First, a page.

and democracy reinforced each other in their homelands, industrialism also powered the imperialist drive to gain control over
sources of raw materials and potential markets. Thus governments
that gained control over modern bureaucracies to meet the needs
of their citizens could also manage colonial bureaucracies designed
to maintain domination over subjects living in remote places. The
forces that led to the establishment of representative institutions at
home resisted the democratic empowerment of conquered peoples
while also undermining the vitality of their traditional political
No doubt the maintenance of effective control over bureaucracy
is a fundamental problem in all countries, but it is especially
poignant in democracies where notions of popular sovereignty lead
citizens to view officials as public servants, who should serve the
people unselfishly by providing services and implementing policies
approved by the general public through their elected representatives. Such expectations did not prevail in traditional forms of
authoritarianism, where a ruler's subjects were expected to serve the
rulers and not to demand rights of their own. The abuse of power
by appointed officials was not only expected, it was also accepted
in such environments, and this contributed to the stability of premodern forms of authoritarianism. When modernization spread to
dependent countries, however, it spread democratic norms that led
the citizens of the new states to expect their governments to respect
and meet their needs. When this did not happen, we should not be
surprised if they responded with anger and supported revolutionary movements, coups led by military officers, or revolts by
oppressed minorities.
It has never been easy in even the most democratic countries for
the organs of representative government to sustain effective control
over their bureaucracies. No doubt socialization by means of good
educational preparation and in-service training programs for public
officials can help, but on the job, do we not also need the continuotis presence of auditors and monitors who, representing the public interest, under legislative control, can reward responsible


The negative aspects of modern public administration

are most visible in the new states that are unable to
establish effective institutions of representative government.
administrators and punish delinquents?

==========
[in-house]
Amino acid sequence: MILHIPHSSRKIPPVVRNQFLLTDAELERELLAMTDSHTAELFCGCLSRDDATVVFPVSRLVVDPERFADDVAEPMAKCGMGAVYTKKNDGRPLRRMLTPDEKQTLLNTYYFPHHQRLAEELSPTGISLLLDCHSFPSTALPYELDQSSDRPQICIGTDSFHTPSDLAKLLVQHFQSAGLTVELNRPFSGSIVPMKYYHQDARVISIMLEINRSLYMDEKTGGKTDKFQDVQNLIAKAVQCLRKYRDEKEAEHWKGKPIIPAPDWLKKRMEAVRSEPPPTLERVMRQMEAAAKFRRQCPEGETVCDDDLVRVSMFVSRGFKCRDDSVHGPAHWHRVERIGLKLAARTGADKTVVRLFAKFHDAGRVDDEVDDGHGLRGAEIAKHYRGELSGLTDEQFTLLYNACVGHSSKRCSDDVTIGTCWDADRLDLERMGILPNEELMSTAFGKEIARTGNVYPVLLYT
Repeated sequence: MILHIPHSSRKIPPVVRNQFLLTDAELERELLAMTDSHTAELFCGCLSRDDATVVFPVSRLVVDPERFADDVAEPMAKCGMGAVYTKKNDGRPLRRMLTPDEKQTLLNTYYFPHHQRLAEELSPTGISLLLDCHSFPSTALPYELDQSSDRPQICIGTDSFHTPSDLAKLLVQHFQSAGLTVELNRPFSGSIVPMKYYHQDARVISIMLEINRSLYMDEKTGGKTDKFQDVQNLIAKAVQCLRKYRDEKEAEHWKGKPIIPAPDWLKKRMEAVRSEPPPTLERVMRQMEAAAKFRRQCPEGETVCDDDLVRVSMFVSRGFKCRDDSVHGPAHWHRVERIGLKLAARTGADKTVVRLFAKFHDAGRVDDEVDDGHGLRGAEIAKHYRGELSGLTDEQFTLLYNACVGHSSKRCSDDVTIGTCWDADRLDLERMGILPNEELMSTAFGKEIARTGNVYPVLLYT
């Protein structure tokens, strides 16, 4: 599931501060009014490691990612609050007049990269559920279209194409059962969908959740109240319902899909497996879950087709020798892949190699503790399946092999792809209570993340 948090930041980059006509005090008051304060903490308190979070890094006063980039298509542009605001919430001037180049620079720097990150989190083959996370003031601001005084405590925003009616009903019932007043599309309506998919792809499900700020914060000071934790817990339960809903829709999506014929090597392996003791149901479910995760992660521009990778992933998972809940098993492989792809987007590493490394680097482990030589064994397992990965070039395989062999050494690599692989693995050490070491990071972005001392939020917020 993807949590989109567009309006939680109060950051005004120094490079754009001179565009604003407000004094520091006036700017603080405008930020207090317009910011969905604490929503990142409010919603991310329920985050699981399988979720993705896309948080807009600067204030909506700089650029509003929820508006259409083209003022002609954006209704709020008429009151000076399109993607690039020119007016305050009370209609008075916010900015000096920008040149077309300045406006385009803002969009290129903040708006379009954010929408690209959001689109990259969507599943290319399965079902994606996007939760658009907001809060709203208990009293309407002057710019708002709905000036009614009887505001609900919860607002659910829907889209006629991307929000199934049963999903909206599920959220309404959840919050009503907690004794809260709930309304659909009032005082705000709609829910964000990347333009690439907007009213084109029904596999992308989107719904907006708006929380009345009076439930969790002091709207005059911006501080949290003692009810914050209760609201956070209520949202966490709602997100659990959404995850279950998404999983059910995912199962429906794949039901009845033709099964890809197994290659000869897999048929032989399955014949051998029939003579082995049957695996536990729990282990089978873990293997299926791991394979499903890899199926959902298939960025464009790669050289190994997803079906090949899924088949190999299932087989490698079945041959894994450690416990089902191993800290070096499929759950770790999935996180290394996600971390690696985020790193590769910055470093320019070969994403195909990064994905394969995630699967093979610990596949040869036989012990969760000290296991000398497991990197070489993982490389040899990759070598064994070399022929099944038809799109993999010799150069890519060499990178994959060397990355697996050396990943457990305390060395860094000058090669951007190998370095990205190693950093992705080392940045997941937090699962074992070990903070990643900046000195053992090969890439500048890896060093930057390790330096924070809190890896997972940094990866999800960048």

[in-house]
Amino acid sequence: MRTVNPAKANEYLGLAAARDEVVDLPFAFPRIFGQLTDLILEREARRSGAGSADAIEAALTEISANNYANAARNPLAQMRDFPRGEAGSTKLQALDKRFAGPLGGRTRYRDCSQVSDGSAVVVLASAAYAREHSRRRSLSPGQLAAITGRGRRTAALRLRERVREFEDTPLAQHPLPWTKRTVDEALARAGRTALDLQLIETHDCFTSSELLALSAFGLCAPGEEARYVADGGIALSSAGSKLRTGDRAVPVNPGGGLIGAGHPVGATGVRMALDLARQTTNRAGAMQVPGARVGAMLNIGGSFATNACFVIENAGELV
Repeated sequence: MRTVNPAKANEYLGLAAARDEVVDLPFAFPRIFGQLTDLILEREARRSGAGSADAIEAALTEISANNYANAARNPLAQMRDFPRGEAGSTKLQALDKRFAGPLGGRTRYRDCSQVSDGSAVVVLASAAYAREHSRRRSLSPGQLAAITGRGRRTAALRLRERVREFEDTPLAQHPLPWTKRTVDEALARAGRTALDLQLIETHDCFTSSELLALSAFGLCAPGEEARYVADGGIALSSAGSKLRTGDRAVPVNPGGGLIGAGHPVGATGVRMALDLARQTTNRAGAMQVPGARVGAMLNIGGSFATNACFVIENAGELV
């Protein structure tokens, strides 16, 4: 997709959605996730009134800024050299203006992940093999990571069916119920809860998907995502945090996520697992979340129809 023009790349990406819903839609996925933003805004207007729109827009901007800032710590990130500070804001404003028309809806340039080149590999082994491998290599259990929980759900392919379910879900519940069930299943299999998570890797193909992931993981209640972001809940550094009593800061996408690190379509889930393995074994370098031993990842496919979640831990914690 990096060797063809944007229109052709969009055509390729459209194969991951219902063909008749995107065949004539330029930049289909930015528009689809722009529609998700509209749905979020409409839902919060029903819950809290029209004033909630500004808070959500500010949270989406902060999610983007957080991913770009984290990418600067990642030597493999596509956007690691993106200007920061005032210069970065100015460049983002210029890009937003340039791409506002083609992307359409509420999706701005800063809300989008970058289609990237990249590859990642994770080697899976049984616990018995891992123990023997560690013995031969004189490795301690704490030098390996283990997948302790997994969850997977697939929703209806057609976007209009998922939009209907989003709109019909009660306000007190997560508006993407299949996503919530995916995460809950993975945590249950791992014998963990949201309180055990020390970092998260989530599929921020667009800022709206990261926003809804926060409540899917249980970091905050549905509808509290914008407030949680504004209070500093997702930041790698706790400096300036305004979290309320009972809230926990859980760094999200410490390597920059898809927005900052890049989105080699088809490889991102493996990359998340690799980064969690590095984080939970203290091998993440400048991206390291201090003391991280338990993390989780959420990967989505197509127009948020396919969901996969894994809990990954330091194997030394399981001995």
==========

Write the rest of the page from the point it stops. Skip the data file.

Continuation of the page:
The negative aspects of modern public administration are most
visible in the new states that are unable to establish effective institutions of representative government. However, even in the heartlands of the most democratic countries, we are becoming more
aware of the limitations of modernity, how bureaucratic authority
can be abused, and how public administration can fail to solve the
complex problems generated by industrialization. Thus democratization, as an aspect of modernization, has created great expectations of bureaucratic performance in all countries; failure to meet
these expectations now causes great disappointment.
In the context of industrialization, the need for highly professional and competent public administration has also increased
Thus, even in the staunchest of modern democracies, dissatisfaction with bureaucratic performance spreads, and the capacity of
representative institutions to monitor and inspire their bureaucracies has become increasingly problematic. The two aspects of
modernity considered so far have not advanced synchronically: In
the most industrialized countries, democratic institutions have
fared moderately well, though without total success, in gaining
control over modernized bureaucracies whose services have become
increasingly necessary. The concurrent capacity of these bureaucracies to dominate and exploit a polity, however, has expanded even
more, especially in the newly liberated countries formed under
imperial domination.

The fundamental problems of modernity, however, cannot be
fully explained by reference to the rise of industrialism and democracy, as important as these factors are. In addition, we must consider a third factor: nationalism. In the newly liberated post-imperial
states, this factor (in the form of ethnonationalism) will increasingly threaten the viability of all regimes, but, I believe, democracies
will have a better chance of solving these problems than authoritarian regimesespecially weak anarchism. The role of bureaucracies
in dealing with ethnic nationalism is decisiveabove all with
problems of representative bureaucracy.
Most writers about nationalism treat it as an independent phenomenon not linked with the other dimensions of modernity, but